I’ve been urging you to practice forgiveness. I asked that you forgive white society for their transgressions against us and I asked that you forgive yourself for getting caught up in the negativity that they have heaped upon us and turning it in on yourself.

But this begs the question, just what is forgiveness?
Forgiveness is your gift to you. Forgiveness is a way to release the burdens of anger and pain that usually come as part of your justified reactions to the injustices that white society either consciously or unconsciously perpetrates against us. These injustices are inflicted in any number of acts ranging from discrimination, racial profiling by police, excessive sentences of imprisonment, lynching, Jim Crow laws, denial of personhood, isolation, ridicule and many other ways they disrespect us. So, while the anger and pain and resentment may be justified, the sad truth is that they only injure us with their poison -- not the ones who caused it.

So, does forgiving these acts against us mean that we are making it OK for them to do that. Definitely not! When you forgive, you’re just spitting out the poison.
When you choose to forgive, you choose to live in the present and the future instead of in the past. Forgiving does not mean to forget. It means to release and go on. And when I say, release and go on, I mean release and go on with your life preferably as far away from the offensive behavior as you can.

Forgiving doesn't always mean resuming a relationship with whoever has dissed you. According to Fred Luskin, Ph.D., author of Forgive for Good, "If a person or group won't meet you halfway or has been abusive, it may be better to forgive simply to make your own life less stressful, but continue to keep your distance." That way, you not only protect yourself but you increase the value of the benefits you will reap – renewed energy, clearer focus, greater self-love. Of course, keeping your distance isn’t always possible. You can, however, decide to rise above and realize that your love and respect for yourself will elevate you to the point where you will either be removed from the situation or the other person(s) will be taken out of your environment.

Try Dr. Luskin's tips below for dealing with such offensive behavior directed at you:
1. Get the frustration out in the open – share your story with a few close friends. This will help you explore your feelings about the situation and get a clearer sense of perspective.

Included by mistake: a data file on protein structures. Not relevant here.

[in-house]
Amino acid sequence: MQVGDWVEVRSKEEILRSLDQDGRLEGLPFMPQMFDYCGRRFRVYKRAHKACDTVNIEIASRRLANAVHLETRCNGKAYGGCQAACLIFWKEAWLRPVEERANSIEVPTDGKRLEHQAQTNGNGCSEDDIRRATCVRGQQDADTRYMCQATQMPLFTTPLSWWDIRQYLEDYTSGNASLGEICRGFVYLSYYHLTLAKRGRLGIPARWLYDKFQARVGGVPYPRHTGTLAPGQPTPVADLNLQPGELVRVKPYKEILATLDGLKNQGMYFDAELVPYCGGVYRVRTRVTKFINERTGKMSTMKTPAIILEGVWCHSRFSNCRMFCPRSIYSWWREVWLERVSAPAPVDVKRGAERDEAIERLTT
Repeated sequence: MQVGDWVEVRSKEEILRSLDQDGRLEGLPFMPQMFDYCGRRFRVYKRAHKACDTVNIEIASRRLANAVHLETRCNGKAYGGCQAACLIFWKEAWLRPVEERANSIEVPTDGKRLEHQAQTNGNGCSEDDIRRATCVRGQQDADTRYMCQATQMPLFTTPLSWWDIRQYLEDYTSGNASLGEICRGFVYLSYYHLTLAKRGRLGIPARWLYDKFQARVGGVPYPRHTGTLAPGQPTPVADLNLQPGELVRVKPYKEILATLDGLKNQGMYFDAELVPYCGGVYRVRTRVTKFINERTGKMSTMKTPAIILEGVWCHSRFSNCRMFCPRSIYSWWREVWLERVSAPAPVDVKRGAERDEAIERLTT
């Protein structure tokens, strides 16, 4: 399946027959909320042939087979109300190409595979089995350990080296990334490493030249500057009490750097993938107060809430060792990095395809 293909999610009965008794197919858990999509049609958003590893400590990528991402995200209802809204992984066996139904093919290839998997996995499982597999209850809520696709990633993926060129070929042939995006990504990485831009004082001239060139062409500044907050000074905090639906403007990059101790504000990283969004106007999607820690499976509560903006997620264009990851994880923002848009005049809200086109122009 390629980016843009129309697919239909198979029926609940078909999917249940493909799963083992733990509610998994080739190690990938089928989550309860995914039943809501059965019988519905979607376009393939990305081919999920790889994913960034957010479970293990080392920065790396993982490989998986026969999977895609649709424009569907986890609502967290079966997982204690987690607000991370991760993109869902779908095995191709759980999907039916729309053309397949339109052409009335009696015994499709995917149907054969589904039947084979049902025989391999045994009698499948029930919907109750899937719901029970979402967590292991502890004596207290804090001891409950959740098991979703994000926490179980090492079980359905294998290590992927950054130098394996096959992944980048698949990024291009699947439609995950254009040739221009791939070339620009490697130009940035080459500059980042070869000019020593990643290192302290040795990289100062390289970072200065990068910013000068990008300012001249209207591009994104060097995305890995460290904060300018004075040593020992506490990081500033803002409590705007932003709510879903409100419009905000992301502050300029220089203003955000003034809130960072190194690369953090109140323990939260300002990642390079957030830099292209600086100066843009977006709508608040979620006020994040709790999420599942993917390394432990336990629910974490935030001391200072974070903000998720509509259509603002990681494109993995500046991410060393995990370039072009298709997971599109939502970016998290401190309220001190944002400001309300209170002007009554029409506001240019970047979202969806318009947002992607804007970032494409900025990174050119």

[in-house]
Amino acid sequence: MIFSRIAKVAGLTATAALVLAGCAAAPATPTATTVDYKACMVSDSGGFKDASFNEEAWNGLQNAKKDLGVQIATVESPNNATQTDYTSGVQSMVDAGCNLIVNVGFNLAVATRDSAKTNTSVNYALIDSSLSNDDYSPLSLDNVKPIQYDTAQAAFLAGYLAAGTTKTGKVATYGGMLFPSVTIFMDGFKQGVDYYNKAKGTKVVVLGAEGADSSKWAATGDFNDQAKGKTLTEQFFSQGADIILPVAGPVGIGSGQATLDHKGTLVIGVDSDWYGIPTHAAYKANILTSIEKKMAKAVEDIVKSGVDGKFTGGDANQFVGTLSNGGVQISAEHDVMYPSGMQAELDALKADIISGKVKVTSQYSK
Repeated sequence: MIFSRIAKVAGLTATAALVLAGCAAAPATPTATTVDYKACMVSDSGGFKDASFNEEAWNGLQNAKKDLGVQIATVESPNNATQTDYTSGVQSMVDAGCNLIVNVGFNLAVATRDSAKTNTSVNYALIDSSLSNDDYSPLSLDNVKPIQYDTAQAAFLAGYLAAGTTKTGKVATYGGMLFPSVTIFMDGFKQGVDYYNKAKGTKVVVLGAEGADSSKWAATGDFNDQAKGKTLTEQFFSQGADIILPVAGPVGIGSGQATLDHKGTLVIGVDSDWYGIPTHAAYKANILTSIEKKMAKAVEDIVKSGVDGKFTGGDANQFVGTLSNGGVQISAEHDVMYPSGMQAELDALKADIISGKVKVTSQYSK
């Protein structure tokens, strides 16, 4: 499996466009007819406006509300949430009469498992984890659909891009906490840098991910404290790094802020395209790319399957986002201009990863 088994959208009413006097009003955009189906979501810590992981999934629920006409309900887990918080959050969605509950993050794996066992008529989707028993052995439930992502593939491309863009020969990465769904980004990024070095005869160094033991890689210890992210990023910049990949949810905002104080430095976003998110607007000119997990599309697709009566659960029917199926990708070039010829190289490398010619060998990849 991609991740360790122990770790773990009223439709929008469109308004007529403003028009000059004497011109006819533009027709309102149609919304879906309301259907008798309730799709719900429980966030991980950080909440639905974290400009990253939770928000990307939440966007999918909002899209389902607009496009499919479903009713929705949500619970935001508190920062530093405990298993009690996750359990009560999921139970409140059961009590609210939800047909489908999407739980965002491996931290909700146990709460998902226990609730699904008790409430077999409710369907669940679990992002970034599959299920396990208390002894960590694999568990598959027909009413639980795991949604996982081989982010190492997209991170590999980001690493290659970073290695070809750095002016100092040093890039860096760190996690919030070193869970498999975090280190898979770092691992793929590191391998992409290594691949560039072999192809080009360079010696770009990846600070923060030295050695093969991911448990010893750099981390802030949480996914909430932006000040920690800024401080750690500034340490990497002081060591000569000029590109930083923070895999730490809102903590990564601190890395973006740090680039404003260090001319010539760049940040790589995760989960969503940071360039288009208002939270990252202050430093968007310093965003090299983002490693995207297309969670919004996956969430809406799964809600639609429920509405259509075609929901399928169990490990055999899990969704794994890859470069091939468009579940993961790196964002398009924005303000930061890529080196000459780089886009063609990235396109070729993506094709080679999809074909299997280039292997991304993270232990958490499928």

2. Focus on what’s in it for you to forgive - it's not always about who or what was right. Remind yourself that forgiving can free you to move on with your life. Tell yourself that the point is to reduce angst. After all, living well is the best revenge.
3. Breathe in calm - instead of tensing up or starting in on your inner rant, inhale and exhale deeply or relax in whatever way appeals to you.
4. Turn the details of your story around - victims don't have control of their lives; heroes do. So make yourself the hero of your own saga. Think of it this way; Although someone else may have caused your misery, whether you stay miserable is entirely up to you.

Remember, we have moved into a new millennium. This is the 21st century not two hundred years ago. You have the power to overcome. You have the power to rise to your highest self as long as you don’t allow ignorant people to hook you and pull you down. Now is the time for us to claim our power and emerge as the awesome creative people that we are. This is the time to realize the vision of Martin Luther King, Jr. when he said, “I want you to know tonight that we as a people will get to the promised land!”

Author's Bio: 

Rev. Andrew L. Bozeman is an ordained minister working to bring mental and spiritual empowerment to people-of-color around the world. He is currently focused on the total revitalization of Bayview Hunters Point, a multi-racial, multi-cultural population in the Southeaster corner of San Francisco, California. He founded Bozeman Development Group (www.bozemandevelopment.com) as a way to continue his ministry in the merging of spiritual empowerment and economic development. Bozeman Development Group is an African American publishing and production company dedicated to the spiritual, psychological and economic elevation of the more than 40 million African Americans living in the United States of America. This objective will be accomplished by creating and marketing products designed to support African Americans in eliminating the negative effects of racism, elevating self-esteem, generating entrepreneurial endeavors, building and promoting African American commercial centers, rebuilding African American communities, revitalizing the African American economy and improving their quality of life. The products of the Bozeman Development Group consist of books (printed and electronic), magazines (printed and electronic), live seminars, workshops, expositions and entertainment events, online blogs, video tutorials, inspirational, informative and uplifting films and videos, internet radio and TV programming.